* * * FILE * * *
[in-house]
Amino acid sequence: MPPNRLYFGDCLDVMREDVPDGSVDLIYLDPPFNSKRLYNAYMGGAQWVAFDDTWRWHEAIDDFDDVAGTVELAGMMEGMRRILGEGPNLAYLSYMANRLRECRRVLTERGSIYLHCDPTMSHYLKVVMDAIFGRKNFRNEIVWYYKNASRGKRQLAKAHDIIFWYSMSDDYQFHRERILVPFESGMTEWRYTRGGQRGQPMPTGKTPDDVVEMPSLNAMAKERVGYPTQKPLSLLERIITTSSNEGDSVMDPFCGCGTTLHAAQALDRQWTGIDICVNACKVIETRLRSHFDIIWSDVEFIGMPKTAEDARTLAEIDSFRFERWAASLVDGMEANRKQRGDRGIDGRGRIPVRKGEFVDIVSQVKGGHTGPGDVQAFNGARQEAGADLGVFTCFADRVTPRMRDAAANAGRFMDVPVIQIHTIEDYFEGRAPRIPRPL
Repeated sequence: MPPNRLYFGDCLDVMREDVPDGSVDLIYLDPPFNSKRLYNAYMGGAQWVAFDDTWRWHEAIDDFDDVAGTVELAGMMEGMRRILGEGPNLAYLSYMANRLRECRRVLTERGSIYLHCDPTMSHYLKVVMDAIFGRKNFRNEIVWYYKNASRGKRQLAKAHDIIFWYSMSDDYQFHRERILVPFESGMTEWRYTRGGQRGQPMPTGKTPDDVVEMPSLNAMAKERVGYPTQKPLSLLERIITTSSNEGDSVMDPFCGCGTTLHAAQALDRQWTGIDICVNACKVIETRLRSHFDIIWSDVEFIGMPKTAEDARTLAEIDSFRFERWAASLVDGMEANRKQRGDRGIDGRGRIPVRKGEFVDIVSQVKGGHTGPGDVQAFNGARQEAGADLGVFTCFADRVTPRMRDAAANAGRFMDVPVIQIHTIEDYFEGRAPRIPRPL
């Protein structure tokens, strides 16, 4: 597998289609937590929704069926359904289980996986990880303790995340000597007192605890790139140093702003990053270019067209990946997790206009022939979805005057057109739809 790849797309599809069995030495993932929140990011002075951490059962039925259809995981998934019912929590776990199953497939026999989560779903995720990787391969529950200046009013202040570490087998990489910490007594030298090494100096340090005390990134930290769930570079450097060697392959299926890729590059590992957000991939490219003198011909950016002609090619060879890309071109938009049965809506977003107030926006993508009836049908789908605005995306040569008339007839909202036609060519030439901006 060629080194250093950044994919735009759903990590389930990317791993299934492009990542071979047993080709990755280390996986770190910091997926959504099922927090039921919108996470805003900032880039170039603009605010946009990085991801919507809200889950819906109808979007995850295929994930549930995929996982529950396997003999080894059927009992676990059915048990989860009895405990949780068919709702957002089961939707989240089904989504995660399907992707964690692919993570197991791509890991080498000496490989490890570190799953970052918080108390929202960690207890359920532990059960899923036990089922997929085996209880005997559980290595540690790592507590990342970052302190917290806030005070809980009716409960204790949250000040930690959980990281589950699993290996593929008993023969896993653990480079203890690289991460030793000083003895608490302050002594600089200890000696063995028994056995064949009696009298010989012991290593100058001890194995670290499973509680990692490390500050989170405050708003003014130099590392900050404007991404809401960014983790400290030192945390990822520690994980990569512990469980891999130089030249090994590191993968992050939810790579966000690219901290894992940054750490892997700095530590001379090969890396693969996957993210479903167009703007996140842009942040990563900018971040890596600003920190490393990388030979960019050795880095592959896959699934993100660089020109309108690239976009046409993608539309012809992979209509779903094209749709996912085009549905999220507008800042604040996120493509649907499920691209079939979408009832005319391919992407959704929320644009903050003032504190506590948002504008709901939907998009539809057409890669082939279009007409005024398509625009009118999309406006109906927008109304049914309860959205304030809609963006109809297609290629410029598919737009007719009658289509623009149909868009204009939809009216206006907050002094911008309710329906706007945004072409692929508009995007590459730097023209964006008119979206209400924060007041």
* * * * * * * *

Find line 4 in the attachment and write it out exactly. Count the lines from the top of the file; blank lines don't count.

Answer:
């Protein structure tokens, strides 16, 4: 597998289609937590929704069926359904289980996986990880303790995340000597007192605890790139140093702003990053270019067209990946997790206009022939979805005057057109739809 790849797309599809069995030495993932929140990011002075951490059962039925259809995981998934019912929590776990199953497939026999989560779903995720990787391969529950200046009013202040570490087998990489910490007594030298090494100096340090005390990134930290769930570079450097060697392959299926890729590059590992957000991939490219003198011909950016002609090619060879890309071109938009049965809506977003107030926006993508009836049908789908605005995306040569008339007839909202036609060519030439901006 060629080194250093950044994919735009759903990590389930990317791993299934492009990542071979047993080709990755280390996986770190910091997926959504099922927090039921919108996470805003900032880039170039603009605010946009990085991801919507809200889950819906109808979007995850295929994930549930995929996982529950396997003999080894059927009992676990059915048990989860009895405990949780068919709702957002089961939707989240089904989504995660399907992707964690692919993570197991791509890991080498000496490989490890570190799953970052918080108390929202960690207890359920532990059960899923036990089922997929085996209880005997559980290595540690790592507590990342970052302190917290806030005070809980009716409960204790949250000040930690959980990281589950699993290996593929008993023969896993653990480079203890690289991460030793000083003895608490302050002594600089200890000696063995028994056995064949009696009298010989012991290593100058001890194995670290499973509680990692490390500050989170405050708003003014130099590392900050404007991404809401960014983790400290030192945390990822520690994980990569512990469980891999130089030249090994590191993968992050939810790579966000690219901290894992940054750490892997700095530590001379090969890396693969996957993210479903167009703007996140842009942040990563900018971040890596600003920190490393990388030979960019050795880095592959896959699934993100660089020109309108690239976009046409993608539309012809992979209509779903094209749709996912085009549905999220507008800042604040996120493509649907499920691209079939979408009832005319391919992407959704929320644009903050003032504190506590948002504008709901939907998009539809057409890669082939279009007409005024398509625009009118999309406006109906927008109304049914309860959205304030809609963006109809297609290629410029598919737009007719009658289509623009149909868009204009939809009216206006907050002094911008309710329906706007945004072409692929508009995007590459730097023209964006008119979206209400924060007041």